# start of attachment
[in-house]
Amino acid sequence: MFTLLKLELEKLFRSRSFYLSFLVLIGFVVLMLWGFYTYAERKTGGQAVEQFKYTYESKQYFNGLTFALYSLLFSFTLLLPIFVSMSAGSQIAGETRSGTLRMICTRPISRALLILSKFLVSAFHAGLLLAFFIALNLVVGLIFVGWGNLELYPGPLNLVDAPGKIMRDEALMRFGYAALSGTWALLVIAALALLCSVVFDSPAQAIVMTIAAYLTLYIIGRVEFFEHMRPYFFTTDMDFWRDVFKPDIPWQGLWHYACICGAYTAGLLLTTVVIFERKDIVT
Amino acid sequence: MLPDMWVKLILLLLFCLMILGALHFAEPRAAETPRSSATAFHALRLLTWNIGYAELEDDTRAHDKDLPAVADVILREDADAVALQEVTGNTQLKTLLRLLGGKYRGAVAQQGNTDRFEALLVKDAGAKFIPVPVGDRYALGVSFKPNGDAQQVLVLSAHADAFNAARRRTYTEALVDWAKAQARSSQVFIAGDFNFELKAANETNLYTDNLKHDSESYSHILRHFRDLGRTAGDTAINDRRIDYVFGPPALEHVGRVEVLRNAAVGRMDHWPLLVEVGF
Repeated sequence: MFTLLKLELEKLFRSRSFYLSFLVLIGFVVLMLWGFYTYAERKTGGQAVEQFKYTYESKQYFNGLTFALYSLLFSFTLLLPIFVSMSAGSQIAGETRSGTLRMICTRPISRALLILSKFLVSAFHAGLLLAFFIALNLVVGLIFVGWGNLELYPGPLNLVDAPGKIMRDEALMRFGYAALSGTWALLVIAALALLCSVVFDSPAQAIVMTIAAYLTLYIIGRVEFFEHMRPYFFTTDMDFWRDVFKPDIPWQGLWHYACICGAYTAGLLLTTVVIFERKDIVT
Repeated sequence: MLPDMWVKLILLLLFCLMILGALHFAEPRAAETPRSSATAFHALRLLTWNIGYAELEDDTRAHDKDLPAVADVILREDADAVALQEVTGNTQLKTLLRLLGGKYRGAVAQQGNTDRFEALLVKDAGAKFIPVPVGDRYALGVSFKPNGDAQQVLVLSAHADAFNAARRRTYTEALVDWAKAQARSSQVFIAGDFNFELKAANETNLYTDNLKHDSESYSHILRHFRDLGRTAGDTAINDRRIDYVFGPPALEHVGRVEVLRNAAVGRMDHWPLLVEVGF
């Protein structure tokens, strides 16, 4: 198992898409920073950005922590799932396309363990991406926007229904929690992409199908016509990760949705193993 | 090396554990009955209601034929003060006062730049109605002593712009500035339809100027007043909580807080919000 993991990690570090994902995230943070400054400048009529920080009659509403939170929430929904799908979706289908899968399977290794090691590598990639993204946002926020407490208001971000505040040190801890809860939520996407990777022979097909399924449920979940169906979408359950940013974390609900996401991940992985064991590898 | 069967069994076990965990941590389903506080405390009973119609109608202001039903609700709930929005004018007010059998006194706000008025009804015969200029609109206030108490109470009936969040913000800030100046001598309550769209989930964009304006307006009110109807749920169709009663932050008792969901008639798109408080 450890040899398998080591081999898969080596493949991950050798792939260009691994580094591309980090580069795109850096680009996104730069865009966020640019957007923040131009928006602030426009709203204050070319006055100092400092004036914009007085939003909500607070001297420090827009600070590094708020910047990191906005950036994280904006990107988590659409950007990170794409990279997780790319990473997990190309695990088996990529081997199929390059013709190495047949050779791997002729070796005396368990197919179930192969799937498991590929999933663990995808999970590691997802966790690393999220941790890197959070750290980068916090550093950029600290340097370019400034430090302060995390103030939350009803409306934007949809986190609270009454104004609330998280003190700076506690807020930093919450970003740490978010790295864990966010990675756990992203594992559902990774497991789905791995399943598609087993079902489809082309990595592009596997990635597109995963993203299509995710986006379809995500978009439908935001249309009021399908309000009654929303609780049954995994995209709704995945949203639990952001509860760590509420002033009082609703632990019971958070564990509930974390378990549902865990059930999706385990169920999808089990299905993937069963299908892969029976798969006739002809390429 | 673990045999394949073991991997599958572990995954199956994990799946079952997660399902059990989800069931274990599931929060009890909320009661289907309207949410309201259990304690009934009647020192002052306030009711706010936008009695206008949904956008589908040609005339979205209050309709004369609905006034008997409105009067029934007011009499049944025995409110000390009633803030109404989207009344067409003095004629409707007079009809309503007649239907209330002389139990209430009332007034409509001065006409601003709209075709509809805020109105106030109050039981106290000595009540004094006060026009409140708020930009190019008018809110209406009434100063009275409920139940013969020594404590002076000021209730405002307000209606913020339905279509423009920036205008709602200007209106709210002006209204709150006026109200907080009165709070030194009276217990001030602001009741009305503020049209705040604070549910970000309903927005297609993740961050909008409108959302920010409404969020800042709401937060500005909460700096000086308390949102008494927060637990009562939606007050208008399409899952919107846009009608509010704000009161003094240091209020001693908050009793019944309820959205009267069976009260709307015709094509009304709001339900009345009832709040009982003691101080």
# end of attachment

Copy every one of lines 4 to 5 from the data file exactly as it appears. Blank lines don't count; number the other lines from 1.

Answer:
Repeated sequence: MFTLLKLELEKLFRSRSFYLSFLVLIGFVVLMLWGFYTYAERKTGGQAVEQFKYTYESKQYFNGLTFALYSLLFSFTLLLPIFVSMSAGSQIAGETRSGTLRMICTRPISRALLILSKFLVSAFHAGLLLAFFIALNLVVGLIFVGWGNLELYPGPLNLVDAPGKIMRDEALMRFGYAALSGTWALLVIAALALLCSVVFDSPAQAIVMTIAAYLTLYIIGRVEFFEHMRPYFFTTDMDFWRDVFKPDIPWQGLWHYACICGAYTAGLLLTTVVIFERKDIVT
Repeated sequence: MLPDMWVKLILLLLFCLMILGALHFAEPRAAETPRSSATAFHALRLLTWNIGYAELEDDTRAHDKDLPAVADVILREDADAVALQEVTGNTQLKTLLRLLGGKYRGAVAQQGNTDRFEALLVKDAGAKFIPVPVGDRYALGVSFKPNGDAQQVLVLSAHADAFNAARRRTYTEALVDWAKAQARSSQVFIAGDFNFELKAANETNLYTDNLKHDSESYSHILRHFRDLGRTAGDTAINDRRIDYVFGPPALEHVGRVEVLRNAAVGRMDHWPLLVEVGF